The uninstall command stops and removes a directory server instance.
The uninstall command can be used to stop and uninstall all or selected directory server components. The command connects to the server over SSL, via the administration connector port (described in Managing Administration Traffic to the Server in Sun OpenDS Standard Edition 2.0 Administration Guide) and can be run in one of three modes:
Graphical user interface (GUI) mode. GUI mode is the default and recommended installation option. The uninstall command provides an easy interface for removing your installation.
Interactive command-line mode. The command runs in interactive command-line mode when the --cli option is called.
Script-friendly mode. Script-friendly mode can be used in scripts where all appropriate values are provided in the form of command-line options. Use the --no-prompt and the --quiet options to suppress interactivity and output information, respectively.
Whether running in GUI mode or in command-line mode, uninstall lists the components that you can remove. If uninstall cannot remove all of the directory server files, it displays a message that lists any directories that are still present.
The uninstall command accepts an option in either its short form (for example, -Q) or its long form equivalent (for example, --quiet).
Remove all components.
Remove all backup files.
Remove configuration files.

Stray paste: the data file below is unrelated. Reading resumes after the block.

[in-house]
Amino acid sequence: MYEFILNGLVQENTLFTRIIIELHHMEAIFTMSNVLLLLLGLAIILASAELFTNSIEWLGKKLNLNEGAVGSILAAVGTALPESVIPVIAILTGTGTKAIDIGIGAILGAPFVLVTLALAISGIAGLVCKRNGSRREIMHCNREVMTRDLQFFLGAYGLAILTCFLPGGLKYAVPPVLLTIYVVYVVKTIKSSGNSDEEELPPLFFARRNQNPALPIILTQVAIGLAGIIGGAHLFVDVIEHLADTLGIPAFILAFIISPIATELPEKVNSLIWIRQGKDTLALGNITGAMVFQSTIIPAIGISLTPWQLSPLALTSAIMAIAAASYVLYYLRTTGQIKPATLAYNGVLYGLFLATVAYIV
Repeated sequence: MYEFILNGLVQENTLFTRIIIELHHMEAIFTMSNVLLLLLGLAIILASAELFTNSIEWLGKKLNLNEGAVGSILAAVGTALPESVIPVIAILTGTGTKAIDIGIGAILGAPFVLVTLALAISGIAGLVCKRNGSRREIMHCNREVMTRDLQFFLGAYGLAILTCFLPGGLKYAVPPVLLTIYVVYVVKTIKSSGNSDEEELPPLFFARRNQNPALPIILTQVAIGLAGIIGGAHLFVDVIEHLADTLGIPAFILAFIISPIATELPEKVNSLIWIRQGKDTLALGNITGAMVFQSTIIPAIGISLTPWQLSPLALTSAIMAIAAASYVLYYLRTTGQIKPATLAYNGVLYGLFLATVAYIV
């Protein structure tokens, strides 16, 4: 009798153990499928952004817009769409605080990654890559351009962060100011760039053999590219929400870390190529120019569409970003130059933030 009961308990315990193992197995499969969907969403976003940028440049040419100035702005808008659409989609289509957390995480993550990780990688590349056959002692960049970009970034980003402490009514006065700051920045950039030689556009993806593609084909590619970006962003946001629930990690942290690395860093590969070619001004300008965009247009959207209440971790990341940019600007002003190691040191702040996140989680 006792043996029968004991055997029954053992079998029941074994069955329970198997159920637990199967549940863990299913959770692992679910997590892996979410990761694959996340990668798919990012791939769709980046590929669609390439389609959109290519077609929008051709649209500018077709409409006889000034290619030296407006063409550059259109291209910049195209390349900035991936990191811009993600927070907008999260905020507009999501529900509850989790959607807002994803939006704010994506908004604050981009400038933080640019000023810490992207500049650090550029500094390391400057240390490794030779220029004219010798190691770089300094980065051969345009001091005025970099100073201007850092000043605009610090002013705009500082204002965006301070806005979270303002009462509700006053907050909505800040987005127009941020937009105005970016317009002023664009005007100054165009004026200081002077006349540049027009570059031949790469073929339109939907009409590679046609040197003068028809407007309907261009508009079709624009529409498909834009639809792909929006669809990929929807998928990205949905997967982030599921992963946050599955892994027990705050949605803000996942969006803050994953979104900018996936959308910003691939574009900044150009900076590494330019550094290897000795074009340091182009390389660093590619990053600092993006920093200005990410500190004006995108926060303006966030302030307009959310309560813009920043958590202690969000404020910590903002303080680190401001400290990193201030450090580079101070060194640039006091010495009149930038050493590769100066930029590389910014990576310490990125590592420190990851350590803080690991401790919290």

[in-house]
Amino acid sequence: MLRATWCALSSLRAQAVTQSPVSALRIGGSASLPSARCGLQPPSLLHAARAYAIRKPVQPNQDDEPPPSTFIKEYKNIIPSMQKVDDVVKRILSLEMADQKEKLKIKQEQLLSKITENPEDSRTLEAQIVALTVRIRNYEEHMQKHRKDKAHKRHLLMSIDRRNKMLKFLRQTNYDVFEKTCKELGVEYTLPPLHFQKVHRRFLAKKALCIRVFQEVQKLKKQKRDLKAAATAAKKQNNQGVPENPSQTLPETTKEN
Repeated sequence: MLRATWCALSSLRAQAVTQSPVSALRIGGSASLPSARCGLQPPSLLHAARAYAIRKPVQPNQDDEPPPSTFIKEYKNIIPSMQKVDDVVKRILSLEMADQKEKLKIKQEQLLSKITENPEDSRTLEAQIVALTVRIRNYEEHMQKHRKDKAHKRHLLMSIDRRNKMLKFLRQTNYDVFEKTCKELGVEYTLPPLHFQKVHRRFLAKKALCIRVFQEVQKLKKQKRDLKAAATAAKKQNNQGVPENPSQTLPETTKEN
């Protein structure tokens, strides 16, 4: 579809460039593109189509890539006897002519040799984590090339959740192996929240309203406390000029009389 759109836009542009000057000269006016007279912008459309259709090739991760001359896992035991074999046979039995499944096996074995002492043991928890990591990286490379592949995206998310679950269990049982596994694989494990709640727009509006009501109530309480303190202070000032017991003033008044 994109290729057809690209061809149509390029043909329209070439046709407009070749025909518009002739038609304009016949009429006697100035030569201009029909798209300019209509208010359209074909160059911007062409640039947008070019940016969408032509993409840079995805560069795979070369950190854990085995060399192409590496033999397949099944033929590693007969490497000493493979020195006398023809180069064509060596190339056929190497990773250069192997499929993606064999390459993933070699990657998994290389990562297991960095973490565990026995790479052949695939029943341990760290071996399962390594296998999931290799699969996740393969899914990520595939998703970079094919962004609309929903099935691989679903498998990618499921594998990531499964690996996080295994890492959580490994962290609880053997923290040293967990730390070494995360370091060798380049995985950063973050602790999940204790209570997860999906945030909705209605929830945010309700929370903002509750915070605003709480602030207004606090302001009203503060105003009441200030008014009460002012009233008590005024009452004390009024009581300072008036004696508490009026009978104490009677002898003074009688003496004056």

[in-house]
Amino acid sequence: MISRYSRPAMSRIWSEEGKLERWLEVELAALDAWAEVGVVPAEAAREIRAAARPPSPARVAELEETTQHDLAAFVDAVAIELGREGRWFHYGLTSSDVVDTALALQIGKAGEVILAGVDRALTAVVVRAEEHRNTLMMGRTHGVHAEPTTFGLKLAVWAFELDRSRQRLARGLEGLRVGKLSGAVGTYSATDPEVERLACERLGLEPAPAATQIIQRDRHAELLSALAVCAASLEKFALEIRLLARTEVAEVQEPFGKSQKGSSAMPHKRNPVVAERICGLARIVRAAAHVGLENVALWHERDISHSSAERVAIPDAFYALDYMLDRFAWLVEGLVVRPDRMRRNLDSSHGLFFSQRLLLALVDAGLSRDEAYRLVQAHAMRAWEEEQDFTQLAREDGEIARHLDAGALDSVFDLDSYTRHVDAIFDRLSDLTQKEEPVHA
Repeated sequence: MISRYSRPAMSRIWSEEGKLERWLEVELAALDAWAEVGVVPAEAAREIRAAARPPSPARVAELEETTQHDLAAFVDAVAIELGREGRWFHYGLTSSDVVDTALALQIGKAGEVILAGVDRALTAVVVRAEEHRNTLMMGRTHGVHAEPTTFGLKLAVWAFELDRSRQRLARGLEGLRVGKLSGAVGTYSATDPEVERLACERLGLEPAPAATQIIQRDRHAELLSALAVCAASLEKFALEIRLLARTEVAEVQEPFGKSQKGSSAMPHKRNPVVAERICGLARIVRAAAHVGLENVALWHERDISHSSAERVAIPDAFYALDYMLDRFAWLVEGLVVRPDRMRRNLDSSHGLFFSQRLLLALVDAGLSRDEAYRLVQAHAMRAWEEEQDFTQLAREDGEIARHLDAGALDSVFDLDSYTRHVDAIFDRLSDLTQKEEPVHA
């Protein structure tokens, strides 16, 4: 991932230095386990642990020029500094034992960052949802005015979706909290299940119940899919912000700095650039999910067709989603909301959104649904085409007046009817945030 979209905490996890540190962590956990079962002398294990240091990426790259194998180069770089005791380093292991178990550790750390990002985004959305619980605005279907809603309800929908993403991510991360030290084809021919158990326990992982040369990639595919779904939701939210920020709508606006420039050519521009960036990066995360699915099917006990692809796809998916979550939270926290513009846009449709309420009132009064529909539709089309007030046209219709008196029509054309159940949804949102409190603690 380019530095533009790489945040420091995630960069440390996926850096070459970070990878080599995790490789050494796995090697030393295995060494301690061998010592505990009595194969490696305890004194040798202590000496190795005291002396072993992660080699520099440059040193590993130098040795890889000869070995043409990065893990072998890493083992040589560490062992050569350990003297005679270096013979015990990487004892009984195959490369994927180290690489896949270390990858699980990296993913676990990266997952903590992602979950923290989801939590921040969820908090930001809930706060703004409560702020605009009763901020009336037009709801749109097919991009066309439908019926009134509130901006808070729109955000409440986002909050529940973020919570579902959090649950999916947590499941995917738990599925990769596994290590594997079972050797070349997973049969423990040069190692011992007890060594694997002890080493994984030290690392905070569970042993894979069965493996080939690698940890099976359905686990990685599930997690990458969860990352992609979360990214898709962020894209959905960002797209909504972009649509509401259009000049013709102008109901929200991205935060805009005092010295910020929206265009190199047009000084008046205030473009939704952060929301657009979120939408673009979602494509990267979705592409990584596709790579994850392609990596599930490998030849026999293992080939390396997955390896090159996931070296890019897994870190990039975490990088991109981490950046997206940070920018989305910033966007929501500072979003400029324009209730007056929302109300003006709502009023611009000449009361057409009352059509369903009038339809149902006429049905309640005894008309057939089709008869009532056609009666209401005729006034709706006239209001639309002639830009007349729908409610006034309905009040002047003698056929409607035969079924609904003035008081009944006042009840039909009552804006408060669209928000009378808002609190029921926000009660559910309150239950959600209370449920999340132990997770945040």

Remove all database content.
Remove LDIF files.
Specify whether the uninstall tool should continue when an error occurs during processing. This option can only be used with --no-prompt.
Run the utility in interactive mode rather than in GUI mode. If this option is not used, it cannot accept other options.
Remove server libraries and administrative tools.
Remove all log files.
Specify the name of this host (or IP address) as it is referenced in remote servers for replication.
Specify the user ID of the global administrator to bind to the directory server.
Use the bind password in the specified file when authenticating to the directory server. This option must not be used in conjunction with --bindPassword.
Use the client keystore certificate in the specified path.
Use the certificate for SSL client authentication.
Use the specified options for SASL authentication.
Use the client trust store certificate in the specified path. This option is not needed if --trustAll is used, although a trust store should be used when working in a production environment.
Use the password needed to access the certificates in the client trust store. This option is only required if --trustStorePath is used and the specified trust store requires a password to access its contents (which most trust stores do not require). This option must not be used in conjunction with --trustStorePasswordFile.
Use the password in the specified file to access the certificates in the client keystore. This option is only required if --keyStorePath is used. This option must not be used in conjunction with --keyStorePassword.
Use the password in the specified file to access the certificates in the client trust store. This option is only required if --trustStorePath is used and the specified trust store requires a password to access its contents (most trust stores do not require this). This option must not be used in conjunction with --trustStorePassword.
Use the bind password when authenticating to the directory server. This password can be used for simple authentication as well as password-based SASL mechanisms. This option must not be used in conjunction with --rootUserPasswordFile. To prompt for the password, type -w -.